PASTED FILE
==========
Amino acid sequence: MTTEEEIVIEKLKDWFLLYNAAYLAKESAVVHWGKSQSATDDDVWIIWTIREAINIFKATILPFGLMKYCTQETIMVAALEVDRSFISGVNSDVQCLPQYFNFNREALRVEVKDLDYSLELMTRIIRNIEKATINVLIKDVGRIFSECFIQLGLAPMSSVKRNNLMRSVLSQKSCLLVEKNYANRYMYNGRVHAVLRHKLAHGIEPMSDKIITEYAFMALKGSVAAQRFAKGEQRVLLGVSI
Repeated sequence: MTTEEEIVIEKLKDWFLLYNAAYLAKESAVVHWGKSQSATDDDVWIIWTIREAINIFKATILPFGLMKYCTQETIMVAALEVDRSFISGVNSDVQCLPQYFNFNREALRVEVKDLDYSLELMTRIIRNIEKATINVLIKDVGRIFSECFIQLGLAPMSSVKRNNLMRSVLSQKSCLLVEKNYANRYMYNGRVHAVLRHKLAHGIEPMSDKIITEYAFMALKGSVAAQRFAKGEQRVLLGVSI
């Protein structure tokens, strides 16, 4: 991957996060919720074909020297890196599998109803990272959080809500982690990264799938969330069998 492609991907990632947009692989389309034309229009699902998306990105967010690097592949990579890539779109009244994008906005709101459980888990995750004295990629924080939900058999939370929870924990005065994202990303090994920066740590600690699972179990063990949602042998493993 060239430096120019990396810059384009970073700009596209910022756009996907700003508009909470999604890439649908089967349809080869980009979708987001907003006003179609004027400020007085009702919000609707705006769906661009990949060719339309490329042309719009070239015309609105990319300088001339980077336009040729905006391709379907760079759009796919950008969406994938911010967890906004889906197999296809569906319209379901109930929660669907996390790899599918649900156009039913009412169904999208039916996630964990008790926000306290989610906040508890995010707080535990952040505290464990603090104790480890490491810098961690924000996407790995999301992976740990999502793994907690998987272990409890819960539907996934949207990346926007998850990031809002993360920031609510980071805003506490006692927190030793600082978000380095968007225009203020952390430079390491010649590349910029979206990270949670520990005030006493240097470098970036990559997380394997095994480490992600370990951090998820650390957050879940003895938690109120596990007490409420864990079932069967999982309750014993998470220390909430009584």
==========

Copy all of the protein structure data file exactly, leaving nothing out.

Amino acid sequence: MTTEEEIVIEKLKDWFLLYNAAYLAKESAVVHWGKSQSATDDDVWIIWTIREAINIFKATILPFGLMKYCTQETIMVAALEVDRSFISGVNSDVQCLPQYFNFNREALRVEVKDLDYSLELMTRIIRNIEKATINVLIKDVGRIFSECFIQLGLAPMSSVKRNNLMRSVLSQKSCLLVEKNYANRYMYNGRVHAVLRHKLAHGIEPMSDKIITEYAFMALKGSVAAQRFAKGEQRVLLGVSI
Repeated sequence: MTTEEEIVIEKLKDWFLLYNAAYLAKESAVVHWGKSQSATDDDVWIIWTIREAINIFKATILPFGLMKYCTQETIMVAALEVDRSFISGVNSDVQCLPQYFNFNREALRVEVKDLDYSLELMTRIIRNIEKATINVLIKDVGRIFSECFIQLGLAPMSSVKRNNLMRSVLSQKSCLLVEKNYANRYMYNGRVHAVLRHKLAHGIEPMSDKIITEYAFMALKGSVAAQRFAKGEQRVLLGVSI
């Protein structure tokens, strides 16, 4: 991957996060919720074909020297890196599998109803990272959080809500982690990264799938969330069998 492609991907990632947009692989389309034309229009699902998306990105967010690097592949990579890539779109009244994008906005709101459980888990995750004295990629924080939900058999939370929870924990005065994202990303090994920066740590600690699972179990063990949602042998493993 060239430096120019990396810059384009970073700009596209910022756009996907700003508009909470999604890439649908089967349809080869980009979708987001907003006003179609004027400020007085009702919000609707705006769906661009990949060719339309490329042309719009070239015309609105990319300088001339980077336009040729905006391709379907760079759009796919950008969406994938911010967890906004889906197999296809569906319209379901109930929660669907996390790899599918649900156009039913009412169904999208039916996630964990008790926000306290989610906040508890995010707080535990952040505290464990603090104790480890490491810098961690924000996407790995999301992976740990999502793994907690998987272990409890819960539907996934949207990346926007998850990031809002993360920031609510980071805003506490006692927190030793600082978000380095968007225009203020952390430079390491010649590349910029979206990270949670520990005030006493240097470098970036990559997380394997095994480490992600370990951090998820650390957050879940003895938690109120596990007490409420864990079932069967999982309750014993998470220390909430009584």